It's human nature to do this. We're nostalgic creatures - never content with what we have, only pining for what is past. In reality, though, two top heavyweights of any era would likely give each other a competitive fight.
In this month's 'Fantasy match-up' we're putting the man who dominated the division through the late 30s and 40s head to head with one of the greatest heavyweights of the 90s.
We're talking about Joe Louis vs Evander Holyfield. The boxer-puncher vs the relentless brawler.
|Wins by knock out||52|
Joe Louis, otherwise known as the 'Brown Bomber', held the heavyweight championship of the world from 1937 - 1949. During this time Louis successfully defended his title 25 times, setting a record that stands to this day for the most consecutive title defences in a single division.
Considered by many as one of the greatest heavyweights of all time, Louis fought with a textbook style that while not particularly flashy, saw him execute the basics almost flawlessly.
Not just technically brilliant, Louis also carried knockout power, particularly in his right hand which he'd often throw as a short cross over the top of his opponents lead.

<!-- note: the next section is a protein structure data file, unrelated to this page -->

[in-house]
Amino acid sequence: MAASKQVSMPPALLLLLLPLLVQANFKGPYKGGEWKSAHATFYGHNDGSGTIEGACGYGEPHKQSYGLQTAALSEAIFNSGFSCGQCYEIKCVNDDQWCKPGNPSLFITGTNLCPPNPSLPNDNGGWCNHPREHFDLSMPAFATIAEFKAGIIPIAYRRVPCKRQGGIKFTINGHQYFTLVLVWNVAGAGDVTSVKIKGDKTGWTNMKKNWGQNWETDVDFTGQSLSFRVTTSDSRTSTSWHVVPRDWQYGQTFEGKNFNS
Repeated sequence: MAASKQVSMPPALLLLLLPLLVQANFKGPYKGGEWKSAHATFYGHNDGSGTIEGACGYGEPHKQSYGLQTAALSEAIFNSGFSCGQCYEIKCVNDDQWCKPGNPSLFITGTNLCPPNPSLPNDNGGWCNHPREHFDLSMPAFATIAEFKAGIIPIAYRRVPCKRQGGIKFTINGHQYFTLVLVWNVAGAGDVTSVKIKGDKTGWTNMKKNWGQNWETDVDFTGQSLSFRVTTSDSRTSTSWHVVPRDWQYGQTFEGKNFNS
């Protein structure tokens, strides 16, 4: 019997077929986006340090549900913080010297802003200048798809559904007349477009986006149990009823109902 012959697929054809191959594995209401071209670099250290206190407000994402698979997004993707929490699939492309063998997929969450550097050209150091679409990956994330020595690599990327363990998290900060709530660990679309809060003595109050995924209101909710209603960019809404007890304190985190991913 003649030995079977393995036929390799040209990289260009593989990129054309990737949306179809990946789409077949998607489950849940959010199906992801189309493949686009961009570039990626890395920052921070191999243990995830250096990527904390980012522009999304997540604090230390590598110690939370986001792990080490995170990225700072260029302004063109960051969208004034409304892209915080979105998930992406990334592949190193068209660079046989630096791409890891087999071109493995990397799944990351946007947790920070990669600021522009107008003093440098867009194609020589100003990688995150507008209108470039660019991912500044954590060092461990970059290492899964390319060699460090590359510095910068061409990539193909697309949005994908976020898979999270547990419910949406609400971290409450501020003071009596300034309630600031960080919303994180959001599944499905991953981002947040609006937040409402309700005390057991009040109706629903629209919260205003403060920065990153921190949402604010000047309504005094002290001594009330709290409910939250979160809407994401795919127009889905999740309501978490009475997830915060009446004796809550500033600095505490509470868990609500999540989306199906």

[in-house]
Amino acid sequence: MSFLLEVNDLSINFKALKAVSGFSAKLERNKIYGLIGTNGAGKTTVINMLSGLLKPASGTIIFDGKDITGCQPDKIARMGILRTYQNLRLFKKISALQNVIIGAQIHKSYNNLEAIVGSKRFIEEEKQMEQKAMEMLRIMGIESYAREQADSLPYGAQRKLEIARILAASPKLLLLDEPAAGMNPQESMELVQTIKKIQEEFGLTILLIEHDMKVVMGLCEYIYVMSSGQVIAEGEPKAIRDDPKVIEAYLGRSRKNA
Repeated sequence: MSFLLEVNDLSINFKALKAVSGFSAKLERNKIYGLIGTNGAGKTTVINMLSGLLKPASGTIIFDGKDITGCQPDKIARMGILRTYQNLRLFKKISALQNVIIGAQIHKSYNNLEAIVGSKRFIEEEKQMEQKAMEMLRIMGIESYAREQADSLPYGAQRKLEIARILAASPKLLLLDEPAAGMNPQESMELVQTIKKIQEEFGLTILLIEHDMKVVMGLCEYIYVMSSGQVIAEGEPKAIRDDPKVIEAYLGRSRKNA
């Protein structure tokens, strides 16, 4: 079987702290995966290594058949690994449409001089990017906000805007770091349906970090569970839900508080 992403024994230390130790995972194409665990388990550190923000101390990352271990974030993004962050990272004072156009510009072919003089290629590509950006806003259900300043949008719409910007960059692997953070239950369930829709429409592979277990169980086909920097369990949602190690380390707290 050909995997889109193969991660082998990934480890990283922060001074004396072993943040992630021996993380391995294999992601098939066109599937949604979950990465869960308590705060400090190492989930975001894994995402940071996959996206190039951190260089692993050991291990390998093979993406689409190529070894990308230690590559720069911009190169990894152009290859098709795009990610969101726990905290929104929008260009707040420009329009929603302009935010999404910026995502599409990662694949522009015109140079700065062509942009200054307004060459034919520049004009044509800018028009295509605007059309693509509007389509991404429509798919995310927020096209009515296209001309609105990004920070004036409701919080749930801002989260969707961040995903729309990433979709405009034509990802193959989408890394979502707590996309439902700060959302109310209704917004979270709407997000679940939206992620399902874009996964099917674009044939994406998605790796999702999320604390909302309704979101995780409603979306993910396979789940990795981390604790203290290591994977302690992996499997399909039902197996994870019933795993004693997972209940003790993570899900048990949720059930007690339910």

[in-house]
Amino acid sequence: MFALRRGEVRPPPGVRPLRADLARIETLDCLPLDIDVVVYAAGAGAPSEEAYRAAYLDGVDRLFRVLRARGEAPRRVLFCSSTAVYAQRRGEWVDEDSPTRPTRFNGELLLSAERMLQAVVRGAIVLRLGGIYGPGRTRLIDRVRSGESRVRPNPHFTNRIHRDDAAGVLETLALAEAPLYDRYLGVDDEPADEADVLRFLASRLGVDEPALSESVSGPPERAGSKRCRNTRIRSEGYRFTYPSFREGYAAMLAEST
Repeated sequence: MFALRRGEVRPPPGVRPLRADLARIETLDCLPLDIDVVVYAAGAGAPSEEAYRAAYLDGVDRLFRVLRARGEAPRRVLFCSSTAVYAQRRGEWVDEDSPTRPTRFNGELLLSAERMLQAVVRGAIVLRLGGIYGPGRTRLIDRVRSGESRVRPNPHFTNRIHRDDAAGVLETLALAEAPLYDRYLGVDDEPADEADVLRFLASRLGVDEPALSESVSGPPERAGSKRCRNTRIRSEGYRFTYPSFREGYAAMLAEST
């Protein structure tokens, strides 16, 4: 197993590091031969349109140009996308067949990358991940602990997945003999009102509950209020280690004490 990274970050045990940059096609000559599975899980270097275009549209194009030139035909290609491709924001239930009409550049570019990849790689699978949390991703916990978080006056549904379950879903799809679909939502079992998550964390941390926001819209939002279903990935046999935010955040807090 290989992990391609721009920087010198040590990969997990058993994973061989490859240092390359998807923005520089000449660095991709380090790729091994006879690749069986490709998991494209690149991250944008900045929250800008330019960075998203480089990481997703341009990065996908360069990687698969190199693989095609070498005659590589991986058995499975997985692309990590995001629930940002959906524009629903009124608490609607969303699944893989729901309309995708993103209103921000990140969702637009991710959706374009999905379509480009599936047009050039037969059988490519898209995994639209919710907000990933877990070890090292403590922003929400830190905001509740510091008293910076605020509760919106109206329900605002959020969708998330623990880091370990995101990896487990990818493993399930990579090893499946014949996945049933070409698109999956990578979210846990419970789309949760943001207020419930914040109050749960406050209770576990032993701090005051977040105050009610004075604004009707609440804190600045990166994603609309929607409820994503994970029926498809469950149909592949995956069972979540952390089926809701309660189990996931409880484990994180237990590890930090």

Louis would lose only three times over a 69-fight career that ended in 1951 with a loss to future champion Rocky Marciano.
|Wins by knock out||29|
Evander 'The Real Deal' Holyfield moved into the heavyweight division after becoming undisputed at cruiserweight. On Oct 25, 1990, he knocked out Buster Douglas to become the first (and at the time of writing only) man to achieve undisputed status in two weight classes.
Best known for his trilogy with Riddick Bowe, and his two fights with Mike Tyson, Holyfield was more of a brawler than a boxer, employing a relentless front-foot style, often dragging his opponents into all-out wars. As Bowe once told HBO: "when you fight a guy like Evander Holyfield, I mean I'm gonna tell you, Evander comes to get it!".
Holyfield was an excellent in-fighter - always willing to take a punch to give one - he'd bob, weave, or simply force his way inside, but it wasn't always clean. The use of the head in his two fights with Tyson was clear to see and, according to Mike, is what led to the notorious ear-biting incident.
Unlike Louis, Holyfield faded considerably in the latter half of his career, but as always, for the purposes of this discussion, let's assume both men are in their prime and at peak condition.
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